These very unusual times call for unusual methods: our summer Urban Audubon is “virtual,” available as a downloadable PDF. Whether or not you have been able to get out and bird during this trying time, this 20-page issue includes lots of ways to connect to NYC’s birds: Read the personal stories of fellow members, detailing how they've been coping—and managing to see birds—during the pandemic. Get updates on NYC Audubon’s ongoing conservation work, Avian Advocacy actions you can take from home, and a report on the thriving Breeding Bird Atlas. Take a visual tour of “Birds of The Battery,” and learn about the curious Chimney Swift. And, find out lots of ways to “bird virtually”—including original video series created by NYC Audubon and our recent online Jamaica Bay Horseshoe Crab Festival.

View an easily loadable PDF of the summer Urban Audubon.
View and download a high-resolution PDF with better photo quality, suitable for printing.

(Note: If you download this summer issue and view it with Adobe Acrobat on a desktop, laptop, or tablet, you may wish to select "View /Page Display /Two Page View" to see the issue in magazine spread format. Select "Show Cover Page in Two Page View.")

View our recent Virtual Jamaica Bay Horseshoe Crab Festival directly.

  



NYC Audubon Activities and COVID-19

NYC Audubon prides itself on connecting people to nature and conservation through engaging programming that brings together individuals united by a passion for wildlife and the outdoors. Given the ongoing COVID-19 pandemic, we are approaching our mission to connect and unite with one another through an adjusted lens. All in-person programming remains suspended in accordance with the NY State PAUSE order, and for the safety of our participants, guides, and staff. We are following state and federal government guidance, are in touch with city agencies, and continue to monitor the situation closely. We look forward to seeing our members and friends, and birding and working together once more, when it is again safe to do so.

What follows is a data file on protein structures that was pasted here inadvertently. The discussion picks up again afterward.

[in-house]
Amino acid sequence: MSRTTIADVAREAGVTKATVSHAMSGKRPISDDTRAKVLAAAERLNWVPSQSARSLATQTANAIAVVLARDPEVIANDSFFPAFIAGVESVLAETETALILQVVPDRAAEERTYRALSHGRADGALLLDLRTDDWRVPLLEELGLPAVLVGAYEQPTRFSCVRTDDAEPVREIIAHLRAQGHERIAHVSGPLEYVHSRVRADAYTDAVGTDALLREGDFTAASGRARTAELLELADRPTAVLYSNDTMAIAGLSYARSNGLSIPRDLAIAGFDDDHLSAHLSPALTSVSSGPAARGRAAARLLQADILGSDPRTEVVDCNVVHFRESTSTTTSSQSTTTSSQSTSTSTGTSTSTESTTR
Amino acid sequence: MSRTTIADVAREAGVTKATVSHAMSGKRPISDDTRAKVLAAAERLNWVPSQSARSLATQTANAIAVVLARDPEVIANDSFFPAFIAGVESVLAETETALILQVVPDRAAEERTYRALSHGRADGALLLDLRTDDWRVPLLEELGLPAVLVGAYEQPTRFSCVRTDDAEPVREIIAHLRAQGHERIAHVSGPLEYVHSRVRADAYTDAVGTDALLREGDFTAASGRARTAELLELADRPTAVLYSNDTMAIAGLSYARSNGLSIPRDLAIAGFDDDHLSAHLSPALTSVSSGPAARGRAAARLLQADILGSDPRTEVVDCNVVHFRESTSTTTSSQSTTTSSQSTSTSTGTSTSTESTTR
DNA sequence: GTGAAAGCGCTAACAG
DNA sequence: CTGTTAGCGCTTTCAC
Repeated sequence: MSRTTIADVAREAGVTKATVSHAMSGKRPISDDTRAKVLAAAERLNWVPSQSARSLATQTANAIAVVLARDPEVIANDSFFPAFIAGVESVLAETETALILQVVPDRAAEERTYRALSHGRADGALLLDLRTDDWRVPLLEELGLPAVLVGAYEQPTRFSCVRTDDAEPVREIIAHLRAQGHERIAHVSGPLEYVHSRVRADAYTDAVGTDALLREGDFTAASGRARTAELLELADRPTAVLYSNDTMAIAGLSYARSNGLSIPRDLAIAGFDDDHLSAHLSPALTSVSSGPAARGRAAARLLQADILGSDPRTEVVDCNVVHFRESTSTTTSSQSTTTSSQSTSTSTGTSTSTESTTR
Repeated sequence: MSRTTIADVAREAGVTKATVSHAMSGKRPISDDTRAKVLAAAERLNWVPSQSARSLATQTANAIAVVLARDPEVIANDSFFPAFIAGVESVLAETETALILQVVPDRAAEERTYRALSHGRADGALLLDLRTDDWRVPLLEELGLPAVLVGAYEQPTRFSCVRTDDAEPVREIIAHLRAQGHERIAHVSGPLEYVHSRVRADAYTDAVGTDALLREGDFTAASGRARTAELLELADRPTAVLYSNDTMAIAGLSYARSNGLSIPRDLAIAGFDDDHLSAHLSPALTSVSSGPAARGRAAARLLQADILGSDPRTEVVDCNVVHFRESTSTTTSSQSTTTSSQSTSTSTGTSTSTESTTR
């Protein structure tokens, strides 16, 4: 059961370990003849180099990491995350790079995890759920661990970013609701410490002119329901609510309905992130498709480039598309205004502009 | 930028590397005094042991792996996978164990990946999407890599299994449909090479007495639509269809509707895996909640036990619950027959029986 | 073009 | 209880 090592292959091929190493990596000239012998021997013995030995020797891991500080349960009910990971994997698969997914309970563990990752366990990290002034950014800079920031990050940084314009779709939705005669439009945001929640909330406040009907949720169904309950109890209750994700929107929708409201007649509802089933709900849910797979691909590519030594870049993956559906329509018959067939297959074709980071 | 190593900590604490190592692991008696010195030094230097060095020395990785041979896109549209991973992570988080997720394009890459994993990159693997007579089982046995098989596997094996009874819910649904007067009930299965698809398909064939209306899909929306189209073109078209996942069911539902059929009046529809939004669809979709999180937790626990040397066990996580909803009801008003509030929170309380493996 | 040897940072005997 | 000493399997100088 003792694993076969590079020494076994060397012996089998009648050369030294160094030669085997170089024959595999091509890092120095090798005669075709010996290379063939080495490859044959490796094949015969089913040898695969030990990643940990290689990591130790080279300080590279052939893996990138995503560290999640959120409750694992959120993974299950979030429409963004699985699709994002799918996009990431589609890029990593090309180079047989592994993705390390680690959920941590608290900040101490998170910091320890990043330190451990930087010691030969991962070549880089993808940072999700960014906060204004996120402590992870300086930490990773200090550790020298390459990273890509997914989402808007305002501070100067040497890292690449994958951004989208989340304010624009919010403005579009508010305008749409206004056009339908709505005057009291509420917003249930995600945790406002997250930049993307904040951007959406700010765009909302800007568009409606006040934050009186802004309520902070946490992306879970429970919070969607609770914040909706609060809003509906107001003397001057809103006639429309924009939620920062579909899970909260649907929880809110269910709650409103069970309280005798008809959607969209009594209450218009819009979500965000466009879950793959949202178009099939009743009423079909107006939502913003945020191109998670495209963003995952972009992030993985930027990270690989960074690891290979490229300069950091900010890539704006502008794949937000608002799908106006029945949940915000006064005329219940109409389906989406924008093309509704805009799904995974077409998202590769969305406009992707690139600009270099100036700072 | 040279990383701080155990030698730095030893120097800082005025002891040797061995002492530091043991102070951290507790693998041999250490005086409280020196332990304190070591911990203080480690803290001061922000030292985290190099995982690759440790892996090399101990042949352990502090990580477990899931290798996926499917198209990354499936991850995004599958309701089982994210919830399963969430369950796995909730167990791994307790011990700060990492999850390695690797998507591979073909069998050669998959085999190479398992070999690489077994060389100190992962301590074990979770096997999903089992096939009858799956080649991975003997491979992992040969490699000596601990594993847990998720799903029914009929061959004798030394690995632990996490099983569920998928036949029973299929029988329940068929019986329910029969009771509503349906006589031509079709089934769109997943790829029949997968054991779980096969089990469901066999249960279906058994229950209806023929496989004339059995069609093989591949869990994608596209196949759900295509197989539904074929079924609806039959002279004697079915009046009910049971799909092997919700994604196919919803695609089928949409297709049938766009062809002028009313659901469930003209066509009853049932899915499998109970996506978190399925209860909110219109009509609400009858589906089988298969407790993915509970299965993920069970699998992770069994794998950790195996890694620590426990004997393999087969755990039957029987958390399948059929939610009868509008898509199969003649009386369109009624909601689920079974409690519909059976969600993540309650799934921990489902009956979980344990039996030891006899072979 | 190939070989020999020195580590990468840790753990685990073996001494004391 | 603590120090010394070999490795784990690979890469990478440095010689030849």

Read more about modified events due to the COVID-19 pandemic.

And enjoy NYC Audubon's new virtual programming, below!

  



Enjoy Birds from Home: "Virtual Birding"

NYC Audubon has been creating a variety of virtual programming to connect you with the City’s birds and their conservation. Explore the wonders of the ancient horseshoe crab and its importance to our shorebirds at the Virtual Jamaica Bay Horseshoe Crab Festival. Or watch episodes of our two original, ongoing video series. Virtual Birding by Ear with The Warbler Guide author Tom Stephenson analyzes birdsong recorded in Prospect Park. And The Masked Birder! spotlights how people everywhere are turning to birds and nature to find comfort during the Covid-19 pandemic.

You can also view a host of digital resources produced by kindred organizations and friends of NYC Audubon to help you connect with birds and nature. These staff-favorites include videos, bird cams, podcasts, and other activities that hopefully provide you a lift, insights, and a welcome distraction.

See all our virtual birding resources here!

We will continue to post new programming here on our website; on Facebook, Instagram, and Twitter; and in The eGret eNews alerts (sign up!).

  



Celebrating 40 Years of Bird Conservation

https://www.youtube.com/watch?v=x4sGH3PXc3k&t=4s